Fernando Alonso says he was offered Daniel Ricciardo's vacant Red Bull Formula 1 seat for 2019, a claim the team has denied.
Two-time world champion Alonso will stop racing in F1 at the end of the season, accusing it of being too predictable and dominated by the same teams.
In the build-up to this weekend's Belgian Grand Prix, Alonso was asked by Sky Sports F1 if he thought the likes of Mercedes, Ferrari and Red Bull were put off giving him a seat because hiring another top driver would cause them problems.
Alonso dismissed this argument because he claimed that he already had an offer "from one of these top three teams" but "it was not the case for me to join that adventure".
Asked if it was Red Bull, offering him the drive that Ricciardo will vacate at the end of the year to go to Renault, Alonso replied: "Yes."
Red Bull picked Toro Rosso driver Pierre Gasly to replace Ricciardo, having opted to stick to its policy of promoting its own talent.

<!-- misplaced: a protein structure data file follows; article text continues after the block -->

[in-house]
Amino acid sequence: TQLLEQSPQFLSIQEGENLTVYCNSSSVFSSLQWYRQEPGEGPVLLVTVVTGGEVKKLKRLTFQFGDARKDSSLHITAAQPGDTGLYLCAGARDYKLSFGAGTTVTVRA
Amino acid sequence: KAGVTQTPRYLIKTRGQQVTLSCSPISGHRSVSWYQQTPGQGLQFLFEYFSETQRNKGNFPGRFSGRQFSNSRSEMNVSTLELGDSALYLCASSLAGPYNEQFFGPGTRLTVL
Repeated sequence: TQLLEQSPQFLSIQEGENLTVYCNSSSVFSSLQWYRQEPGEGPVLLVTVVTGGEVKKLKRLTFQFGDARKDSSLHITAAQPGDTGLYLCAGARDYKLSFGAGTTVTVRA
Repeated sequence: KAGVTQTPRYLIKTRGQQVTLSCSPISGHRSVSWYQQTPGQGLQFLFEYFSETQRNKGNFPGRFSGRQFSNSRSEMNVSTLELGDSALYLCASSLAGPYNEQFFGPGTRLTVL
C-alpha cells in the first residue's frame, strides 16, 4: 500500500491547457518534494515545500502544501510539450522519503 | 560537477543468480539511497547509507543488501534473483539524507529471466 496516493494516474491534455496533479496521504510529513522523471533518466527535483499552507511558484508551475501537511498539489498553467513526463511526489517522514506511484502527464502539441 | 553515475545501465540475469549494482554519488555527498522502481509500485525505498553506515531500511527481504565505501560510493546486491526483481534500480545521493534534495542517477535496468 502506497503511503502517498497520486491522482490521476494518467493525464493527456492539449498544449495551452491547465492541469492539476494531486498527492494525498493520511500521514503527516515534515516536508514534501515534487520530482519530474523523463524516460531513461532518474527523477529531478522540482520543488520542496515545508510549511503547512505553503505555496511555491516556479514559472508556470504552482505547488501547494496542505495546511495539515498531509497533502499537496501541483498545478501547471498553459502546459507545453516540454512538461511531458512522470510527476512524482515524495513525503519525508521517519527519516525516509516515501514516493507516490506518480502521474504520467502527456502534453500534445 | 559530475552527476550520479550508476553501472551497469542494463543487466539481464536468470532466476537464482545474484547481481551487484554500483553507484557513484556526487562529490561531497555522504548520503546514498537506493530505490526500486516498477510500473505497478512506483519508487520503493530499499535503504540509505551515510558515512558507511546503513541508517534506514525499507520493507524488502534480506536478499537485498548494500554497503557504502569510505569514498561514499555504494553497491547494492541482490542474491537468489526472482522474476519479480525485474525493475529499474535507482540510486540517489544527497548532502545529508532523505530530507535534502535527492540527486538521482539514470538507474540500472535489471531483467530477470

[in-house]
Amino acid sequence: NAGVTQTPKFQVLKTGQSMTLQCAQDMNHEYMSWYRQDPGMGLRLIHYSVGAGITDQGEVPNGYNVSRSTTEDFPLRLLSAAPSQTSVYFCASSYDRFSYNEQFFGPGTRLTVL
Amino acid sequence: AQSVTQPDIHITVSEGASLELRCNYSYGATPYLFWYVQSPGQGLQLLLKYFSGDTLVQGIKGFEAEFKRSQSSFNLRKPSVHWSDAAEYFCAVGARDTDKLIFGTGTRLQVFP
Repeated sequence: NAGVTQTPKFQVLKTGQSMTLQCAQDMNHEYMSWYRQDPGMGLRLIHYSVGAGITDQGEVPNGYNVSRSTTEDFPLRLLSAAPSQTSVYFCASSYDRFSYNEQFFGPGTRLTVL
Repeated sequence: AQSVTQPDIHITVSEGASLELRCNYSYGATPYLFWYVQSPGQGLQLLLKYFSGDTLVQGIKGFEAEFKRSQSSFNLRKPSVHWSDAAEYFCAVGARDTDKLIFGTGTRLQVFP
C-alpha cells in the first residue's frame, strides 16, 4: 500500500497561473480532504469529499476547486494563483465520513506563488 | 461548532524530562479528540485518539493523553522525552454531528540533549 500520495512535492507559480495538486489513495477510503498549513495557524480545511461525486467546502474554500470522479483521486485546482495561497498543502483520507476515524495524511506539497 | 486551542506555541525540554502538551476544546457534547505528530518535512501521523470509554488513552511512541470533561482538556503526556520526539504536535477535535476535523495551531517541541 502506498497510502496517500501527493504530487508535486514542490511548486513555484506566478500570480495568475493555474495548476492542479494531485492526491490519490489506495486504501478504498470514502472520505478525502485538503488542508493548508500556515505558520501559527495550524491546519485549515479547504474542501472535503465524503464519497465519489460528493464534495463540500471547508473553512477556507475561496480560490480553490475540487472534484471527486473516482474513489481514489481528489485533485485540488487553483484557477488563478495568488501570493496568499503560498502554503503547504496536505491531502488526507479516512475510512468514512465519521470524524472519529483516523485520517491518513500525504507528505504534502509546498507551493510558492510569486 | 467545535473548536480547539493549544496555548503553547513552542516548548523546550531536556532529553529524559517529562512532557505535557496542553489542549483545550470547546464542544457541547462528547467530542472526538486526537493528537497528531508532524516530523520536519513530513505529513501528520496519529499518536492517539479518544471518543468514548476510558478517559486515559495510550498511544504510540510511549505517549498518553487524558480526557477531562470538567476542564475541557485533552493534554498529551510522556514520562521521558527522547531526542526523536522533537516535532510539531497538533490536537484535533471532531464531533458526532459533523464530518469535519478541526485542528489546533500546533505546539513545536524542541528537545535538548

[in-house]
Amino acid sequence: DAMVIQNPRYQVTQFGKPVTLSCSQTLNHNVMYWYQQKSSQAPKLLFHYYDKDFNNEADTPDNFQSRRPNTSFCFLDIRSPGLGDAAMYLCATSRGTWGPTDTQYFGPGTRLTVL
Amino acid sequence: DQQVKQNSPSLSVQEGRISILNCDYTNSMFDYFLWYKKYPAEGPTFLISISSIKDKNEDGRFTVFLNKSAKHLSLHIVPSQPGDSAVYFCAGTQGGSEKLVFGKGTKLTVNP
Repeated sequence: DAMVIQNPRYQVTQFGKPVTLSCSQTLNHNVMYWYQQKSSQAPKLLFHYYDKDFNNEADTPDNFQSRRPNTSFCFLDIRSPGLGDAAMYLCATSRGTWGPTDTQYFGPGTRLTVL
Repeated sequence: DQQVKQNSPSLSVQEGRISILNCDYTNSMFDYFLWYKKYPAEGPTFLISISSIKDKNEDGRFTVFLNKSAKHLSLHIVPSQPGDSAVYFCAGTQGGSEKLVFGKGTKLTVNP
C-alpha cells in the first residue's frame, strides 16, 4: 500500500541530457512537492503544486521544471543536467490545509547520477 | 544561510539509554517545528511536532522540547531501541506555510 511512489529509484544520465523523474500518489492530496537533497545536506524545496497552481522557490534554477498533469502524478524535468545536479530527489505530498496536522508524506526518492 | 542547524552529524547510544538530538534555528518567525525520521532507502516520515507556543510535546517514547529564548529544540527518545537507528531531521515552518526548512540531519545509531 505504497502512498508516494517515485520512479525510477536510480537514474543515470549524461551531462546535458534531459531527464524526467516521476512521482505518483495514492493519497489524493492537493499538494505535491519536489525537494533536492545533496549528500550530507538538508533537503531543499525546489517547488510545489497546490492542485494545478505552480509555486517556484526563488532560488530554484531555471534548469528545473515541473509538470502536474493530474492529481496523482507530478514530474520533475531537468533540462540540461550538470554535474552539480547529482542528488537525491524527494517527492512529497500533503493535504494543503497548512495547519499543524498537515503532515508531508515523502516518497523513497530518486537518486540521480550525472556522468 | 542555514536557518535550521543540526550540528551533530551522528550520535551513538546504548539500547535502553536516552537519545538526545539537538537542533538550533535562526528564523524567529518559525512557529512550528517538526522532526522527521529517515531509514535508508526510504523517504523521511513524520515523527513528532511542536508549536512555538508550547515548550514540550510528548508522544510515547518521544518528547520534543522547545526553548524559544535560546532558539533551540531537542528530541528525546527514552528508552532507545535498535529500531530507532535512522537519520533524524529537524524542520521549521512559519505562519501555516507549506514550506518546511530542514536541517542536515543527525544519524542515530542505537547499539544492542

When approached by Autosport about Alonso's claim, a Red Bull spokesperson said the team had not made Alonso an offer.
Alonso's claim also does not fit with Red Bull team boss Christian Horner's comments in the immediate aftermath of Ricciardo's announcement.
Horner was asked if Alonso was a contender to replace Ricciardo, but said he "tended to cause a bit of chaos" at other teams and would therefore not be "the healthiest" choice for Red Bull.
Alonso responded to that on Twitter by calling it "definitely one of the best things ever" and a "summer hit".
Since leaving Renault for McLaren after his second title triumph in 2006, Alonso's bid for more F1 championships has unravelled.
His two-year return to Renault was a stop-gap before he joined Ferrari in 2010, but he left the Scuderia after five seasons, having finished as runner-up three times.
Alonso's return to McLaren has been underwhelming and he has been fighting for positions between the middle and the back of the grid since then.
Although Red Bull disputes Alonso's claim of an offer for 2019, he could have joined the team a decade ago.
Red Bull approached Alonso when it was in its formative years and had not yet become a grand prix winner or won a title.
Earlier this week, Red Bull's Dr Helmut Marko referred to Alonso's demands at the time as "tedious".
"If you look at his history, in McLaren and Ferrari, it was always a one-man show," said Marko.
"That doesn't fit with us."